I also don't mean you have to set high standards for everything. We all have different talents, interests, and abilities. It's really OK to have less than stellar standards in some areas (just don't be a total slacker). You don't have to be the best at everything, and trying will only frustrate you. I can make a long list of things I am not great at doing. I don't really care; those things are not in my set of standards.

You do, however, need to decide where you want to excel. And then make that happen.

Choose your areas of excellence

One kid at my school was not a particularly great student. I don't think he ever earned a letter in any sport. In some ways, he was an under achiever. He wasn't part of the alleged "in" crowd of "cool" kids (insecure self-important kids who used mean behavior to give the impression that everyone else needed their approval).

He certainly did not try to be the best at everything. But he was good at several things.

And he was extremely good at one thing; because of that, I'll bet you know his name.

He did not care who thought he was cool. However, he set the bar so high nobody at my school has matched it before or since. He is Robin Zander, the lead singer of Cheap Trick. And one very cool dude.

Regardless of what the allegedly "cool" or "popular" kids in high school thought at the time, Robin has out-cooled them all.

Most of the judgmental, abusive "cool" kids turned out to be failures in life. Robin, on the other hand, did quite well for himself. Yet, he is not self-absorbed or conceited.

Robin is what certain experts refer to as a "self-actualized human being." He makes his own choices in life. And he has the personal self-confidence and class to respect other people for who they are, rather than acting like some big shot (even though really he is a big deal). As a self-actualized human being, he doesn't have the insecurities that drove the alleged "cool" kids to behave so obnoxiously.

Robin is my ex-wife's age, seven years older than I. So we didn't actually go to school at the same time. But it was the same school and he used to come into the K-Mart where I worked when I was in high school (along with my buddy Russell, mentioned in the previous edition of this very eNL).

Robin was, despite being famous at the time, always gracious and polite to all of us. He even recommended some music not recorded by Cheap Trick. What a guy!

I haven't seen him in many years, so looked up his photo online. He looks fantastic for his age; my guess is he's making his own eating choices, just as he's ignored loser pressure and made his own choices since way back in his school days.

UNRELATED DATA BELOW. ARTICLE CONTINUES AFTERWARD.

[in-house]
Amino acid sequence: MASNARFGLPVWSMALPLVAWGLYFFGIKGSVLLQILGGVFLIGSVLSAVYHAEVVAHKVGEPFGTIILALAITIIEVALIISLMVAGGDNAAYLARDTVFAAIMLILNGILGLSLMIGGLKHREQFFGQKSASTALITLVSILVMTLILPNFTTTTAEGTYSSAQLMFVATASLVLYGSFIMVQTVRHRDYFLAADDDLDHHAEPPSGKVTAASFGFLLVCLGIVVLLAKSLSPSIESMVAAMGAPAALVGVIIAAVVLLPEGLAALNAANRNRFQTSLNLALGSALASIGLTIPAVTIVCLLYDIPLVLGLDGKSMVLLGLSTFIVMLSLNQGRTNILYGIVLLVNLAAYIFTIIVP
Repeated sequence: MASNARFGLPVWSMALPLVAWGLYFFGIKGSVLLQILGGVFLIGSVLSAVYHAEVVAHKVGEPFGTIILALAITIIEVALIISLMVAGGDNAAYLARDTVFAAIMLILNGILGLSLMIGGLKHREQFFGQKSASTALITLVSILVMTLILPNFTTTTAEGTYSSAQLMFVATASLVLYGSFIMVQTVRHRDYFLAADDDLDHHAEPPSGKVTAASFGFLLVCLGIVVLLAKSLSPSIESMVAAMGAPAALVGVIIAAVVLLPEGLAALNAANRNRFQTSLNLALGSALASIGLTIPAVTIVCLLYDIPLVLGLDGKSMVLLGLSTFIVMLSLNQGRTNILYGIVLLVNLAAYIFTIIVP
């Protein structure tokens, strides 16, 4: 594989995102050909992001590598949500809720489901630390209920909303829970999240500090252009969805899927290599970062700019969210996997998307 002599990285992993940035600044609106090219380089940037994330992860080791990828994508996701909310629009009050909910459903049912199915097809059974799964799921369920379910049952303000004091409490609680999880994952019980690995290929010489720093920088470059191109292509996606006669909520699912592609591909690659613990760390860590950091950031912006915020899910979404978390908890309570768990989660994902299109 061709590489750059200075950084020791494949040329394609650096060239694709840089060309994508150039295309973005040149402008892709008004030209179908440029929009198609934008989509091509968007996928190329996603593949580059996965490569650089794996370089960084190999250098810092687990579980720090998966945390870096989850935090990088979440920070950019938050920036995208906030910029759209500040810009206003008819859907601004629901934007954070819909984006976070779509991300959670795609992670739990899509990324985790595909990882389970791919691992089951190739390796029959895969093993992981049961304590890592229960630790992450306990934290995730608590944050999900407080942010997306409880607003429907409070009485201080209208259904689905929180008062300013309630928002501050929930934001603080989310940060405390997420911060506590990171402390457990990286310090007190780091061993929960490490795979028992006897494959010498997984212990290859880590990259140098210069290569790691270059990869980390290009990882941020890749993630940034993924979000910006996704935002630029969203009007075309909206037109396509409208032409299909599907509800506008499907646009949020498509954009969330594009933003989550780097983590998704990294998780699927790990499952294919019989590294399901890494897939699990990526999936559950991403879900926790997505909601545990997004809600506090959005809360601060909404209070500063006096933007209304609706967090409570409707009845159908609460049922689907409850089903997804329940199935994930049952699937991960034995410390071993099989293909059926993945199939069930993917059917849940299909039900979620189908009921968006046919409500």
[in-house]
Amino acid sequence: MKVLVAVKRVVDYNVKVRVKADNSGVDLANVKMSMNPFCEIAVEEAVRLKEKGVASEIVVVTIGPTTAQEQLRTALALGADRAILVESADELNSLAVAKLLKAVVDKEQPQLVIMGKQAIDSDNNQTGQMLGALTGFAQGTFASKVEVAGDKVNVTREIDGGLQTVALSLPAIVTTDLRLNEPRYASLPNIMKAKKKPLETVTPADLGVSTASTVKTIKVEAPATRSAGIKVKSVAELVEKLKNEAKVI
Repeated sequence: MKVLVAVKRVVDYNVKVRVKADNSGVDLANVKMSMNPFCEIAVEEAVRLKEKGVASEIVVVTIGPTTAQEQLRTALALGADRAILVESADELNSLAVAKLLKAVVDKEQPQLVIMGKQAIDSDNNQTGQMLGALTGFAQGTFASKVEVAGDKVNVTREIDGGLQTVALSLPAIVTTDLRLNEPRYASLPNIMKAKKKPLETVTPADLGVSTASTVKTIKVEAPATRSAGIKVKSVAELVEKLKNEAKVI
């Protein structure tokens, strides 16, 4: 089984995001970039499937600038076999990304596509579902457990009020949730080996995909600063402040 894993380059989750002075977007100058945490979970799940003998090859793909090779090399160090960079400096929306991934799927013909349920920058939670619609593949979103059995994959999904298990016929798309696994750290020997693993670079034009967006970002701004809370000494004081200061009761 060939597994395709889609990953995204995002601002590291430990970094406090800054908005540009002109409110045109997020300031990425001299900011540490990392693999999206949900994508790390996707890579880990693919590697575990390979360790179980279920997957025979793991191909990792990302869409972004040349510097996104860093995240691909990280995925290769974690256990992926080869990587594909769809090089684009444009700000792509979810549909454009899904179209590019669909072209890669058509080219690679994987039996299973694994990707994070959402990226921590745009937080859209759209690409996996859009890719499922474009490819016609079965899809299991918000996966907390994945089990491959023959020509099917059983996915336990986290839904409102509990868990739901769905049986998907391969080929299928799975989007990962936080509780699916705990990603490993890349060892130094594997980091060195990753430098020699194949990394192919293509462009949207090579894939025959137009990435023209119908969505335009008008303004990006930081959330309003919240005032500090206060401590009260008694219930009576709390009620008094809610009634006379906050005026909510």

So what's your choice? Eating or dyseating? What standards did you set, and do they make you immune to loser pressure?


At, you'll find plenty of informative, authoritative articles on maintaining a lean, strong physique. It has nothing to do with long workouts or impossible to maintain diets. In fact:
  • The best workouts are short and intense.
  • A good diet contains far more flavors and satisfaction than the typical American diet.

7. Factoid

You use 200 muscles to take one step. Exercise those muscles by walking away from socially irresponsible companies instead of giving them your business. A particular vendor of gasoline comes immediately to mind….

8. Thought for the Day

If unfinished tasks cause you to lose sleep, maybe you should just finish them.


Please forward this eNL to others.


The views expressed in this e-newsletter are generally not shared by criminals, zombies, or brainwashed individuals.

Except where noted, this e-newsletter is entirely the work of Mark Lamendola. Anything presented as fact can be independently verified. Often, sources are given; but where not given, they are readily available to anyone who makes the effort.

Mark provides information from either research or his own areas of established expertise. Sometimes, what appears to be a personal opinion is the only possibility when applying sound logic--reason it out before judging! (That said, some personal opinions do appear on occasion).

The purpose of this publication is to inform and empower its readers (and save you money!).

Personal note from Mark: I value each and every one of you, and I hope that shows in the diligent effort I put into writing this e-newsletter. Thank you for being a faithful reader. Please pass this newsletter along to others.